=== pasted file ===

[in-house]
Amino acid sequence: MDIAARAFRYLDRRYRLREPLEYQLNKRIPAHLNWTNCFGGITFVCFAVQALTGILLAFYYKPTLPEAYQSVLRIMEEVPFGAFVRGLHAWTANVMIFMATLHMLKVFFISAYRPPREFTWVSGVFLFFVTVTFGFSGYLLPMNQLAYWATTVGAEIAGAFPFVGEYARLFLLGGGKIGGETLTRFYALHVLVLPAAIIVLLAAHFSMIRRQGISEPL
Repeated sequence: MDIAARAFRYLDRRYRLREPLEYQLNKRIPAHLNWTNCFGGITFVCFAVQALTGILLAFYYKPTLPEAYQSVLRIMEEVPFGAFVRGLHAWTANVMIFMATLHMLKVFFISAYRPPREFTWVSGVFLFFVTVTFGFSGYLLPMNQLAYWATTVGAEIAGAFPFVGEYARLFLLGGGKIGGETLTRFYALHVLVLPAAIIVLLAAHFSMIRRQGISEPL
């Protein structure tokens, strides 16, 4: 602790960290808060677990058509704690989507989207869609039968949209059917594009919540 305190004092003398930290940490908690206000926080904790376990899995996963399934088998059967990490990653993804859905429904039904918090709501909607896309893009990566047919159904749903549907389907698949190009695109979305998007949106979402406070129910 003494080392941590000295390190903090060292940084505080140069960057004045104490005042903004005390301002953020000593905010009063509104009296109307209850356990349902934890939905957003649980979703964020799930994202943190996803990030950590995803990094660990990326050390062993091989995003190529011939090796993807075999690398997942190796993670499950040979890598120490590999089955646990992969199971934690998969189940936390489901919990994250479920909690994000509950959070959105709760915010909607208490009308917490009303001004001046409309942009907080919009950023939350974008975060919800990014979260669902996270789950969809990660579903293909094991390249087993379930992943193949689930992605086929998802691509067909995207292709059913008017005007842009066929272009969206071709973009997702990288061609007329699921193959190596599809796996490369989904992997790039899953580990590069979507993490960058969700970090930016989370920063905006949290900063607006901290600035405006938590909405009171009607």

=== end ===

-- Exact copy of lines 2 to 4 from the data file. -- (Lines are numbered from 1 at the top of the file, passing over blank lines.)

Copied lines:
Amino acid sequence: MDIAARAFRYLDRRYRLREPLEYQLNKRIPAHLNWTNCFGGITFVCFAVQALTGILLAFYYKPTLPEAYQSVLRIMEEVPFGAFVRGLHAWTANVMIFMATLHMLKVFFISAYRPPREFTWVSGVFLFFVTVTFGFSGYLLPMNQLAYWATTVGAEIAGAFPFVGEYARLFLLGGGKIGGETLTRFYALHVLVLPAAIIVLLAAHFSMIRRQGISEPL
Repeated sequence: MDIAARAFRYLDRRYRLREPLEYQLNKRIPAHLNWTNCFGGITFVCFAVQALTGILLAFYYKPTLPEAYQSVLRIMEEVPFGAFVRGLHAWTANVMIFMATLHMLKVFFISAYRPPREFTWVSGVFLFFVTVTFGFSGYLLPMNQLAYWATTVGAEIAGAFPFVGEYARLFLLGGGKIGGETLTRFYALHVLVLPAAIIVLLAAHFSMIRRQGISEPL
């Protein structure tokens, strides 16, 4: 602790960290808060677990058509704690989507989207869609039968949209059917594009919540 305190004092003398930290940490908690206000926080904790376990899995996963399934088998059967990490990653993804859905429904039904918090709501909607896309893009990566047919159904749903549907389907698949190009695109979305998007949106979402406070129910 003494080392941590000295390190903090060292940084505080140069960057004045104490005042903004005390301002953020000593905010009063509104009296109307209850356990349902934890939905957003649980979703964020799930994202943190996803990030950590995803990094660990990326050390062993091989995003190529011939090796993807075999690398997942190796993670499950040979890598120490590999089955646990992969199971934690998969189940936390489901919990994250479920909690994000509950959070959105709760915010909607208490009308917490009303001004001046409309942009907080919009950023939350974008975060919800990014979260669902996270789950969809990660579903293909094991390249087993379930992943193949689930992605086929998802691509067909995207292709059913008017005007842009066929272009969206071709973009997702990288061609007329699921193959190596599809796996490369989904992997790039899953580990590069979507993490960058969700970090930016989370920063905006949290900063607006901290600035405006938590909405009171009607």